On March 20, the Indian Council of Medical Research announced that it is significantly expanding the strategy to discover more people who might have contracted COVID-19, the disease caused by the novel coronavirus.
As of 10 am on March 21, according to the Union health ministry, India had 231 people currently with COVID-19, and had registered four COVID-19-related deaths in all. Of these, 49 people were in Maharashtra, 33 in Kerala, 23 in Uttar Pradesh, 15 each in Rajasthan and Karnataka, and 13 in Ladakh; all the 15 other states with any people confirmed to have COVID-19 had a single-digit number.
Thus far, ICMR had only been testing people who had recently travelled abroad and subsequently showed symptoms of COVID-19, and people who had come in contact with this people and showed symptoms of COVID-19. But after a groundswell of concerns about whether these two case definitions would suffice to catch everyone with COVID-19 in India, and quarantine them from the ‘unaffected’ population, ICMR now appears to have expended the tests to people show symptoms of COVID-19 but whose link to foreign travellers or their direct contacts can’t be ascertained.
The first two case types are called ‘imported cases’ and ‘local transmission’, respectively. The third case type, which ICMR has started testing for, is called ‘community transmission’. It denotes a situation where contact tracing is turning ineffective. According to WHO, which sets the internationally accepted definitions of these terms, ‘community transmission’ is said to be present if a large number of people have COVID-19 but the source of whose infections is unknown or if there are “increasing positive tests through sentinel samples”. It doesn’t define what is ‘large’, however.
Sentinel samples include nasal samples obtained from potentially infected people at certain laboratories and hospitals specially designated to be ‘sentinels’ by a local authority.
Until recently, and aside from ‘imported cases’ and ‘local transmission’, the ICMR had been conducting sampling tests to check if community transmission was happening. This was like testing the waters for any signs of community transmission, and if the signs existed, to undertake community testing en masse. ICMR had tasked its network of 51 Virus Research Diagnostic Laboratories (VRDLs) – the ‘sentinels’ – with “testing 20 samples a week from patients with severe acute respiratory infections”, to quote from a previous report by The Wire Science. A person is said to have SARI when they have been hospitalised for fever and coughing developed in the last 10 days, and their nasal samples are sent for testing after they have tested negative for anything other than COVID-19.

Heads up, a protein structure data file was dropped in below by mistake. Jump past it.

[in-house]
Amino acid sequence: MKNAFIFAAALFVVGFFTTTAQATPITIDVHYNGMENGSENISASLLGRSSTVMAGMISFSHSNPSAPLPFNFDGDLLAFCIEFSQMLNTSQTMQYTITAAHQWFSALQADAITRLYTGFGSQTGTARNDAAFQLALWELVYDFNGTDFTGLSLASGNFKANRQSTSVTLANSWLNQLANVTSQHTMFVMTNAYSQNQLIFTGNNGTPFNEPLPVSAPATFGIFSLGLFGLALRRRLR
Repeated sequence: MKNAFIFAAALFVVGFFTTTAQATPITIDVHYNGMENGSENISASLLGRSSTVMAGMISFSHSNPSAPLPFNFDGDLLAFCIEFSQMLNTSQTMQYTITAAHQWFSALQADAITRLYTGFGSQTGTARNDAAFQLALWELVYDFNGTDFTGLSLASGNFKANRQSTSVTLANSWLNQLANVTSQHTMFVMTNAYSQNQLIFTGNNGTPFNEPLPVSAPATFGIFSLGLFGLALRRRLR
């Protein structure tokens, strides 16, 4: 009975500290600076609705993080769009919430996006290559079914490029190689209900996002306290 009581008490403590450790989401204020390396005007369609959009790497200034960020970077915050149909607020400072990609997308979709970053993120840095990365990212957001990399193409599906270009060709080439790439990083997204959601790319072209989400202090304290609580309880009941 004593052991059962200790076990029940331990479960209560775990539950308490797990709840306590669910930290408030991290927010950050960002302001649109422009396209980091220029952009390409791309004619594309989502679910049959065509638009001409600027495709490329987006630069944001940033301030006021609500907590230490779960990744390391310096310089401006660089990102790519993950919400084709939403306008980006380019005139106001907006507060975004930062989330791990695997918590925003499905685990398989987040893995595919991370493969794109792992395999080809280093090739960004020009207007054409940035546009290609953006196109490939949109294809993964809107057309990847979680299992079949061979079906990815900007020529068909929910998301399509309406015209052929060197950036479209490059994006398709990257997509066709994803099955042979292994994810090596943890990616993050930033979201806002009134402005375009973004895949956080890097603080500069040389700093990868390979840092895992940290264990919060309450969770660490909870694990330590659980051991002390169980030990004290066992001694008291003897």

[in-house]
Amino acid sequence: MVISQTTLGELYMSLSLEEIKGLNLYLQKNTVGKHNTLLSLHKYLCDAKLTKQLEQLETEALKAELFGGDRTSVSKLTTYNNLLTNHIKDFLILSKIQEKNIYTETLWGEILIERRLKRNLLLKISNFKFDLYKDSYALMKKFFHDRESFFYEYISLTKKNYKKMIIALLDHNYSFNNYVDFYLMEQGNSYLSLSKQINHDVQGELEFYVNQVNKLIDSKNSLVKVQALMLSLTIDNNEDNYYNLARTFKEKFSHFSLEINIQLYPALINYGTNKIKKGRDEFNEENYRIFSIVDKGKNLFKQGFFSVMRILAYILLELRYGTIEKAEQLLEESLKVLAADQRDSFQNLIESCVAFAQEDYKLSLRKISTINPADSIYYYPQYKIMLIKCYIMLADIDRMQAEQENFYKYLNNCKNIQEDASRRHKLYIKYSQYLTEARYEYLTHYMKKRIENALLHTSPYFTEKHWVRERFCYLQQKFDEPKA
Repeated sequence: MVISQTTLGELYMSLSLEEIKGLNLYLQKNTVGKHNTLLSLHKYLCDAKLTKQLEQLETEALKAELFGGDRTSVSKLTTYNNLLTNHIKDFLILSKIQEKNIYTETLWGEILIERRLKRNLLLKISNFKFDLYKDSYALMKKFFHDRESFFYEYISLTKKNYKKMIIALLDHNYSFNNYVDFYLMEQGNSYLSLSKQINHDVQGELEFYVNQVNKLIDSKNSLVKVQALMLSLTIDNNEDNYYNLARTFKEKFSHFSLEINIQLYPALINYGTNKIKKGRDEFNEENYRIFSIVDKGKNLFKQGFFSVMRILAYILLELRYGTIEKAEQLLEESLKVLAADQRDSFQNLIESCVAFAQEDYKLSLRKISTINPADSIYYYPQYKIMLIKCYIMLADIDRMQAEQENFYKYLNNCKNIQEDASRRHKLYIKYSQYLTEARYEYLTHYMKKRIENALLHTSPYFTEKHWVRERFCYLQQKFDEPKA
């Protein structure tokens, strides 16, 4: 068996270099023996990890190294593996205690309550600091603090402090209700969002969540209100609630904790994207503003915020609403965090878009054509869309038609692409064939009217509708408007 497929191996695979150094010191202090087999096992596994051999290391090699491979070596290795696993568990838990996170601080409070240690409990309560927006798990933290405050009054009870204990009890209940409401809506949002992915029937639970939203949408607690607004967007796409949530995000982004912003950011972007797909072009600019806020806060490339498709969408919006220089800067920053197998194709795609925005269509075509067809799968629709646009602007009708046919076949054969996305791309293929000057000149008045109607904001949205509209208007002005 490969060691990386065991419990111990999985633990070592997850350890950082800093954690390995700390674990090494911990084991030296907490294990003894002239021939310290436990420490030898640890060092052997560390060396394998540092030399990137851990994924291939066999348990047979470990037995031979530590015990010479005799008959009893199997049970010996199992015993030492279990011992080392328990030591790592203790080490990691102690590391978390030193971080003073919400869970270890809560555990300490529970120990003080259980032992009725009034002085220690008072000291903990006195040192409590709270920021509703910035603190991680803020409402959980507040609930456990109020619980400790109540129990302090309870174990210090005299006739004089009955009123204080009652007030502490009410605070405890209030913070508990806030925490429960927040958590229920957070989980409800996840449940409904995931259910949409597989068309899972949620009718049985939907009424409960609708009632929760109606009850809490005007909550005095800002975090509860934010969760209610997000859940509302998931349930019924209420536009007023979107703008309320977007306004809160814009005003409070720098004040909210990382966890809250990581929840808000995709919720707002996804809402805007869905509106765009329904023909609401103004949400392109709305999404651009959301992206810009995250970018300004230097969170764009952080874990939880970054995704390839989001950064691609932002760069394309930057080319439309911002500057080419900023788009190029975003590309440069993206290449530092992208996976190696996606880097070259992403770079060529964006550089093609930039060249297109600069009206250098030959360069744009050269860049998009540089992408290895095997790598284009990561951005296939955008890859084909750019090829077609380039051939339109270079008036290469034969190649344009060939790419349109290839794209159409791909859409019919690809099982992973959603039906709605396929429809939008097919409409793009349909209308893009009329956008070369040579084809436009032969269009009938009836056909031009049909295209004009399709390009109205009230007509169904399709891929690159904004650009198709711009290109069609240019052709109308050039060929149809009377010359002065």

Notwithstanding some serious doubts independent experts raised with this testing strategy, ICMR had declared a day ago that all of the samples thus tested by the VRDLs had come back negative for COVID-19. As a result, ICMR stood ground that India did not have any community transmission.
(Separately, the National Centre for Disease Control (NCDC) has been operating a network of hospitals and labs that check for influenza-like illnesses (ILI). It was unclear if ICMR had roped in this network, called the ILI network, to check for COVID-19 as well.)
In its March 20 press release, the health ministry indicated that ICMR was expanding the case definition – i.e. the type of symptoms that would now qualify for COVID-19 tests – to include imported cases, local transmission cases, “all symptomatic healthcare workers” – these three from before – and “all hospitalised patients with SARI”. The release also added that “asymptomatic direct and high-risk contacts of a confirmed case should be tested once between day 5 and day 14 of” coming in contact with people with SARI whose samples have been sent for COVID-19 tests.
It remains unclear why the ICMR expanded its case definition so drastically when the samples tested by the VRDLs network had found no indication of community transmission.
Shortly before the press release was published, the Union health ministry had also asked hospitals in the country to notify officials when they admitted anyone with pneumonia of unknown causes, which may or may not include the NCDC’s ILI network.
Earlier this month, Balram Bharghava, the director-general of ICMR, had told Times of India that while its labs had yet to find signs of community transmission in India, the council expected community transmission cases to start becoming ‘visible’ – presumably to its testing criteria — in April or so. In at least one press conference, Raman Gangakhedkar, ICMR’s chief of epidemiology, had responded to questions about testing for community transmission that they “are looking into it” (paraphrased).
The advent of community transmission will make contact-tracing futile. If large-scale community transmission according to the WHO’s definition is confirmed, health officials will have to focus containment efforts of those who have COVID-19 irrespective of the infection’s provenance. For example, Indian Express reported on March 21 that a man in Mumbai had tested positive for COVID-19 – an unremarkable bit of news these days were it not for the fact that the population density in the man’s residence’s neighbourhood was 23,000 per sq. km. The government is also likely to invoke more stringent penalties against people who may have COVID-19 but don’t practice responsible social distancing. Bollywood singer Kanika Kapoor has already had an FIR lodged against her in Lucknow for this reason.